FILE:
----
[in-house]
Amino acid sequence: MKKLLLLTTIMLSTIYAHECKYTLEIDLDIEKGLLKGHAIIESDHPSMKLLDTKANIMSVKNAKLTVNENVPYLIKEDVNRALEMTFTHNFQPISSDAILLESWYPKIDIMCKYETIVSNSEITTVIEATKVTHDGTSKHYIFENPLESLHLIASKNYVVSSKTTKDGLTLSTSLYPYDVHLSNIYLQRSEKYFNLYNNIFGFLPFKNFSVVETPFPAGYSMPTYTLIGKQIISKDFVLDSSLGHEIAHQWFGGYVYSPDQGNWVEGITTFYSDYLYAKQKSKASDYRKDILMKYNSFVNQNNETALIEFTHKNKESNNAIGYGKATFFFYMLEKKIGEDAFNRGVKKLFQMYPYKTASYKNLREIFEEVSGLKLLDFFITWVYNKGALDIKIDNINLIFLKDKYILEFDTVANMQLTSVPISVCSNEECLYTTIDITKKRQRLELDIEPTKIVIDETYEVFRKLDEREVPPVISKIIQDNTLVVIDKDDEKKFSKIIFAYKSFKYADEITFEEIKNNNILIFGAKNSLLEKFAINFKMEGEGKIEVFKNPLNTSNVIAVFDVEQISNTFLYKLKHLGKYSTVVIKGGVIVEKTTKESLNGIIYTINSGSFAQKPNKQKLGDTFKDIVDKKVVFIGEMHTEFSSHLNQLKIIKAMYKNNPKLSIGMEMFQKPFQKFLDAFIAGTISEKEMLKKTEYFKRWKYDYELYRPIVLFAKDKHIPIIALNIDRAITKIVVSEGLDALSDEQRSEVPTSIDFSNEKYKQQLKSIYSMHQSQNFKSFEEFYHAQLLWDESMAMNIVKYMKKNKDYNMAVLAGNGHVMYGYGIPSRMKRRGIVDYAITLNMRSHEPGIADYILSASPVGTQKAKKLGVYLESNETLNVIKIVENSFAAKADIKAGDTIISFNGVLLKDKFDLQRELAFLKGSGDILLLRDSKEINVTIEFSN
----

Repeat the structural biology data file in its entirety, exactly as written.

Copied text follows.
[in-house]
Amino acid sequence: MKKLLLLTTIMLSTIYAHECKYTLEIDLDIEKGLLKGHAIIESDHPSMKLLDTKANIMSVKNAKLTVNENVPYLIKEDVNRALEMTFTHNFQPISSDAILLESWYPKIDIMCKYETIVSNSEITTVIEATKVTHDGTSKHYIFENPLESLHLIASKNYVVSSKTTKDGLTLSTSLYPYDVHLSNIYLQRSEKYFNLYNNIFGFLPFKNFSVVETPFPAGYSMPTYTLIGKQIISKDFVLDSSLGHEIAHQWFGGYVYSPDQGNWVEGITTFYSDYLYAKQKSKASDYRKDILMKYNSFVNQNNETALIEFTHKNKESNNAIGYGKATFFFYMLEKKIGEDAFNRGVKKLFQMYPYKTASYKNLREIFEEVSGLKLLDFFITWVYNKGALDIKIDNINLIFLKDKYILEFDTVANMQLTSVPISVCSNEECLYTTIDITKKRQRLELDIEPTKIVIDETYEVFRKLDEREVPPVISKIIQDNTLVVIDKDDEKKFSKIIFAYKSFKYADEITFEEIKNNNILIFGAKNSLLEKFAINFKMEGEGKIEVFKNPLNTSNVIAVFDVEQISNTFLYKLKHLGKYSTVVIKGGVIVEKTTKESLNGIIYTINSGSFAQKPNKQKLGDTFKDIVDKKVVFIGEMHTEFSSHLNQLKIIKAMYKNNPKLSIGMEMFQKPFQKFLDAFIAGTISEKEMLKKTEYFKRWKYDYELYRPIVLFAKDKHIPIIALNIDRAITKIVVSEGLDALSDEQRSEVPTSIDFSNEKYKQQLKSIYSMHQSQNFKSFEEFYHAQLLWDESMAMNIVKYMKKNKDYNMAVLAGNGHVMYGYGIPSRMKRRGIVDYAITLNMRSHEPGIADYILSASPVGTQKAKKLGVYLESNETLNVIKIVENSFAAKADIKAGDTIISFNGVLLKDKFDLQRELAFLKGSGDILLLRDSKEINVTIEFSN